The Therm-a-Rest is really great, light, and compact. It does a great job at keeping my fat a…er, big rear end off the ground. However, it is LOUD. It pops away from me when I roll over, and it is never at the same inflation in the morning as it was when I went to bed. I often find myself adding more air in the middle of the night. Not sure if a slow leak or just how air does when the temps drop (like a car tire), but it’s not enough for me to give much thought. Sometimes I feel too lazy to blow it up, but I am grateful for the bag that comes with it so I don’t have to use my lungs to fill it with air.
All in all, I am mostly happy with this purchase, but I’d like to try some others. I did see a video comparison review and on this one it was picked to be the best out of the others being sampled. I purchased this particular one because of the R value. I need to be confident that I will be protected in cold weather. This one has held up to its promise.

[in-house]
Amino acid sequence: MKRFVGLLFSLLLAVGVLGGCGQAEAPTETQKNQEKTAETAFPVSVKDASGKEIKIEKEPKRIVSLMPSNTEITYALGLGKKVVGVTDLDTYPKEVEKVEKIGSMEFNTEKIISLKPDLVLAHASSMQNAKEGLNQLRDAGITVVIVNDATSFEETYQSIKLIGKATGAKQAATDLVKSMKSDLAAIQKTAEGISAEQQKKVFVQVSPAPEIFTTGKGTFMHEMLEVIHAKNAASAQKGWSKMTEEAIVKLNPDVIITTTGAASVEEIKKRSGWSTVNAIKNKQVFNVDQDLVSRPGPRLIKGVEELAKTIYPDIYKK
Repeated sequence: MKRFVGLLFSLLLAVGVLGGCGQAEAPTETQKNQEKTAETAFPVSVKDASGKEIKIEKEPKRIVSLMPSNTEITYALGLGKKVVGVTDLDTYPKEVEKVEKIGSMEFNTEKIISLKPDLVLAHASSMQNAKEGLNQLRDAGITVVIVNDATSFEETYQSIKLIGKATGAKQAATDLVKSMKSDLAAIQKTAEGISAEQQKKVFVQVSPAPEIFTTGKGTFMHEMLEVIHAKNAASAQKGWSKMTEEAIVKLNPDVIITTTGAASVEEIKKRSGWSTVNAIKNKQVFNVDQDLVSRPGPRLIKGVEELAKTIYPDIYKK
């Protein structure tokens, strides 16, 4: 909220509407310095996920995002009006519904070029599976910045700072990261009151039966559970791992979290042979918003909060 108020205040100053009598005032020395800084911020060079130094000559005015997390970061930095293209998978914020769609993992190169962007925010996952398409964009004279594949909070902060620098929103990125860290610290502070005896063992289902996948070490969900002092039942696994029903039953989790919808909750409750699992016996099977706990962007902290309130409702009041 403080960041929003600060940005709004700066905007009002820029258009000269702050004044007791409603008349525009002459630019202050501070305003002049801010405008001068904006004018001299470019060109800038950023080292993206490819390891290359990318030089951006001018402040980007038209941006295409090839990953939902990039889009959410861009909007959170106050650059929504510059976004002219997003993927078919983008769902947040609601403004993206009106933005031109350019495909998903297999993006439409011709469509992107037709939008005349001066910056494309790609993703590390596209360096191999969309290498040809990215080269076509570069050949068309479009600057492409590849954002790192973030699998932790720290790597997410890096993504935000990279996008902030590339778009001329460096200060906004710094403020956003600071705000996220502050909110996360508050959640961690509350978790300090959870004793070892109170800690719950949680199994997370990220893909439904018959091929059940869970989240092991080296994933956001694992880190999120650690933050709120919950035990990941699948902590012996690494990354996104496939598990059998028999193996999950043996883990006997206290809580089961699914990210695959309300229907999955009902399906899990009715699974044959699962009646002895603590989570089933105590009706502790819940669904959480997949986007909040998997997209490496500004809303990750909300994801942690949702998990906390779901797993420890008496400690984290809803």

4. Backpack: Osprey Atmos AG 50 L (men’s)
This is the only pack I have owned or used. I have a little arthritis on my spine, so standing in one place is difficult. My back stiffens easily. The mesh backing and design of this bag provides a nice lumbar support type thing for me, and with the way the hip belts wrap around my waist, I can honestly say that when I wear this thing I do not experience back pain. I wish I could say the same for my knees!
I went with the men’s version only because they didn’t have a female pack and after trying on the other brands, this one felt normal. For the longest time I wished I had gotten the 65L pack, because I absolutely hate a tightly stuffed back pack. After the Army made us panic over packing our ruck sacks, I still get a tinge of anxiety when my pack starts filling up and I still have more stuff to put in. It’s not the gear that fills my pack up but food. After asking several thru hikers how much food they carry at a time, 3-5 days worth seems to be average, which is essentially what I carry, so the 50L is working out after all. Also at an REI backpack class (awesome), they said a lot of women feel better with the straps on a man’s pack as they don’t cut into their armpits as much.
My only complaint is the model on the year I bought mine (2016) did not come with straps on the bottom for hanging a sleeping pad, so my Z Lite Sol gets rigged on there when I use it. Also, I wish they’d come up with some attractive colors. Even their blues and reds look like bad car colors. Also, it’s a little heavy. I’d like to try the REI Flash 65L next.